SEQanswers

Go Back   SEQanswers > Bioinformatics > Bioinformatics



Similar Threads
Thread Thread Starter Forum Replies Last Post
extract dendrogram information from heatmap generated by heatmap.2 crazyhottommy Bioinformatics 6 11-24-2014 09:45 AM
Correlation Plots willemate RNA Sequencing 0 05-06-2014 12:09 AM
what's wrong with heatmap.2, heatmap turns to blue after finishing plotting crazyhottommy Bioinformatics 3 08-20-2013 11:02 AM
CummeRbund plots godzilla07 Bioinformatics 1 08-10-2012 04:00 AM
heatmap and heatmap.2 capricy Bioinformatics 2 06-20-2012 05:47 AM

Reply
 
Thread Tools
Old 07-08-2014, 12:41 PM   #1
id0
Senior Member
 
Location: USA

Join Date: Sep 2012
Posts: 130
Default Improving heatmap plots

I sometimes make heatmaps for gene expression data. I proceed with the basic heatmap.2 method (based on DESeq recommendation):
Code:
heatmap.2( x, scale="row", trace="none",
dendrogram="both", Rowv=TRUE, Colv=TRUE, col = col )
Based on all the parameters, it should come out okay. However, very often I find that the resulting heatmap does not cluster very well. For a simple two-group experiment, if I give it some differentially expressed genes, I would expect to see the heatmap divided into four sections (up and down for each condition). In my experience, that result has been very difficult to achieve.

Based on heatmap.2 documentation, it seems to be very flexible, but there are a lot of options. Has anyone been able to significantly improve their clustering by adjusting various parameters? Is there a particular combination that works especially well for gene expression data?
id0 is offline   Reply With Quote
Old 07-08-2014, 11:43 PM   #2
WhatsOEver
Senior Member
 
Location: Germany

Join Date: Apr 2012
Posts: 215
Default

You could start trying a different method for the hierarchical clustering (I think the standard is average, but I'm not really sure on this -> http://stat.ethz.ch/R-manual/R-patch...ml/hclust.html).
In my case, ward's method performed much better for clustering of gene expressions.
WhatsOEver is offline   Reply With Quote
Old 07-09-2014, 08:28 AM   #3
id0
Senior Member
 
Location: USA

Join Date: Sep 2012
Posts: 130
Default

Quote:
Originally Posted by WhatsOEver View Post
You could start trying a different method for the hierarchical clustering (I think the standard is average, but I'm not really sure on this -> http://stat.ethz.ch/R-manual/R-patch...ml/hclust.html).
In my case, ward's method performed much better for clustering of gene expressions.
Thanks for that suggestion. Switching the hclust method to ward had very noticeable results.

I guess my problem is really with the range of values. Most of the values end up in a small subset of the color range. My initial hope was the scale parameter would solve that, but it only shifts the distribution. The colors at the ends of the range are essentially not represented. Regardless of how good the clustering is, it's difficult to actually see the results. Here is an example of what I mean (the color key and histogram is the important part):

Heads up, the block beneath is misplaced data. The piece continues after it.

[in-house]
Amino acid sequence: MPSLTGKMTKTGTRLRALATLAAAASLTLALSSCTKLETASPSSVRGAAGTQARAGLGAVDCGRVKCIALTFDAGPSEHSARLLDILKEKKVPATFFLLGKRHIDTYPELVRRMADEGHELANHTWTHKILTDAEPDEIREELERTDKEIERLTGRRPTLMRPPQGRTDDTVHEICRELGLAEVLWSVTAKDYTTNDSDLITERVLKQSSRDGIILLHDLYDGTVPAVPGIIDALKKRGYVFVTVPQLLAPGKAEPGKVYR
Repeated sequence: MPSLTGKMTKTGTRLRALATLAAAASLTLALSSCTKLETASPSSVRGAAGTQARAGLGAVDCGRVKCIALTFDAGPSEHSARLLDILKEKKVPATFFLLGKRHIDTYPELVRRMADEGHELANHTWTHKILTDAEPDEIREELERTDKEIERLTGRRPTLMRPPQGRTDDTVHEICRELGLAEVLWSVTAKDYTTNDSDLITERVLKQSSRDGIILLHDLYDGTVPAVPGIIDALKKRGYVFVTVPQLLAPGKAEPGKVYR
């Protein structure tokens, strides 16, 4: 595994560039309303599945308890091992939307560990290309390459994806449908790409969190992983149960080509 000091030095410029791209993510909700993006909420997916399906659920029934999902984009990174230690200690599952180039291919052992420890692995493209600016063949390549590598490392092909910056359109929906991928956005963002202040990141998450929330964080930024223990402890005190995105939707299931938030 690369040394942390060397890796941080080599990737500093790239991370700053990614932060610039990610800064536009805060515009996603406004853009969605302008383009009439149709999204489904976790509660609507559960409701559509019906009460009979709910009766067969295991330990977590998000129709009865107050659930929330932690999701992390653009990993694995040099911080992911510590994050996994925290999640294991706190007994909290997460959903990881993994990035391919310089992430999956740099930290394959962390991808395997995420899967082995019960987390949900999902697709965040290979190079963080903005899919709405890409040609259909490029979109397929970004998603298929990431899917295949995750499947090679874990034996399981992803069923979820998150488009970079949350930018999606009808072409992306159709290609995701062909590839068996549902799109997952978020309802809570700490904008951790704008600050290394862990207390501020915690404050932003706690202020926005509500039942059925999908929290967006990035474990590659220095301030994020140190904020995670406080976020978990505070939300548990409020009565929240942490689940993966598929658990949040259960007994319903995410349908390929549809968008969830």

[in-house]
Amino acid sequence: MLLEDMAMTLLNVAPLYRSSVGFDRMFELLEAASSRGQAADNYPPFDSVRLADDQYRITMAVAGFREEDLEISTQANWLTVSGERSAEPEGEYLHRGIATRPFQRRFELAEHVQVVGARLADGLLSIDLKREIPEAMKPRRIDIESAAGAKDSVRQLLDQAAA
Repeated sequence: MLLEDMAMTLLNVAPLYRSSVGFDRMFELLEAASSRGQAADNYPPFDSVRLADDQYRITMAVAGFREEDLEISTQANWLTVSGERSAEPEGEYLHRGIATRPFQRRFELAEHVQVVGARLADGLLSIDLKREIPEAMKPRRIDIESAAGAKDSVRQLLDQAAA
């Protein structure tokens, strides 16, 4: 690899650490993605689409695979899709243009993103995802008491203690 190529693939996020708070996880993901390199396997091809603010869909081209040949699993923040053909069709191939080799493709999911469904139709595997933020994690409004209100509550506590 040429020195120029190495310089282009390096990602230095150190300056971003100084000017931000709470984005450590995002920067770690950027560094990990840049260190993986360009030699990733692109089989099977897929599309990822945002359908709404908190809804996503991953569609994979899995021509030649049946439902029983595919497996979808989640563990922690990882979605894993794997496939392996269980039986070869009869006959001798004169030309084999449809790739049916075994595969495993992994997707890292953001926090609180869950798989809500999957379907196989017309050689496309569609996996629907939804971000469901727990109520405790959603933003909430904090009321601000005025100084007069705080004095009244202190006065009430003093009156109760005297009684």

id0 is offline   Reply With Quote
Old 07-09-2014, 08:45 AM   #4
jwfoley
Senior Member
 
Location: Stanford

Join Date: Jun 2009
Posts: 181
Default

Look at your histogram. This is a feature of your data, not of the clustering tool. If you only want contrast within that middle range, chop off the tails of your distribution before you put it into heatmap.2, or set your own breaks for the color bins to get the same result.

Also, consider using a two-hue gradient with something neutral (white, gray, black, whatever) in the middle, since your scale has a zero point and the difference between positive vs. negative vs. neither is probably meaningful.
jwfoley is offline   Reply With Quote
Old 07-09-2014, 08:48 AM   #5
crazyhottommy
Senior Member
 
Location: Gainesville

Join Date: Apr 2012
Posts: 140
Default

if you use pearson correlation distance to cluster, you will get the desired the figure.
crazyhottommy is offline   Reply With Quote
Old 07-10-2014, 01:27 AM   #6
WhatsOEver
Senior Member
 
Location: Germany

Join Date: Apr 2012
Posts: 215
Default

1) You used a symmetric color key.
2) You have a datapoint (RMS.T11 / 343867) which has a z-score of ~8
Both result in a color map ranging from -8 to 8 to which the rest of your data is assigned to.

You can set the symkey parameter to false to make an unsymmetric key. Also playing with a different color gradient (as suggest by jwfoley) makes sense in my opinion. I mean, you see the separation of genes of your BL.C group and the RMS group in comparison to EWS and each other, so it's just a matter of fine tuning the contrast <- if that is what you want to show
WhatsOEver is offline   Reply With Quote
Old 07-11-2014, 01:48 PM   #7
rskr
Senior Member
 
Location: Santa Fe, NM

Join Date: Oct 2010
Posts: 250
Default

I use Cramer's V for heatmap it is a measure of association that that doesn't suffer from being over generalized from continuous variables to discrete variables, and actually makes sense when clustering genes when there are no reads.
rskr is offline   Reply With Quote
Old 08-25-2014, 10:57 AM   #8
id0
Senior Member
 
Location: USA

Join Date: Sep 2012
Posts: 130
Default

Quote:
Originally Posted by rskr View Post
I use Cramer's V for heatmap it is a measure of association that that doesn't suffer from being over generalized from continuous variables to discrete variables, and actually makes sense when clustering genes when there are no reads.
How would you use Cramer's V for heatmap? Do you have any example?
id0 is offline   Reply With Quote
Reply

Thread Tools

Posting Rules
You may not post new threads
You may not post replies
You may not post attachments
You may not edit your posts

BB code is On
Smilies are On
[IMG] code is On
HTML code is Off




All times are GMT -8. The time now is 03:38 AM.


Powered by vBulletin® Version 3.8.9
Copyright ©2000 - 2020, vBulletin Solutions, Inc.
Single Sign On provided by vBSSO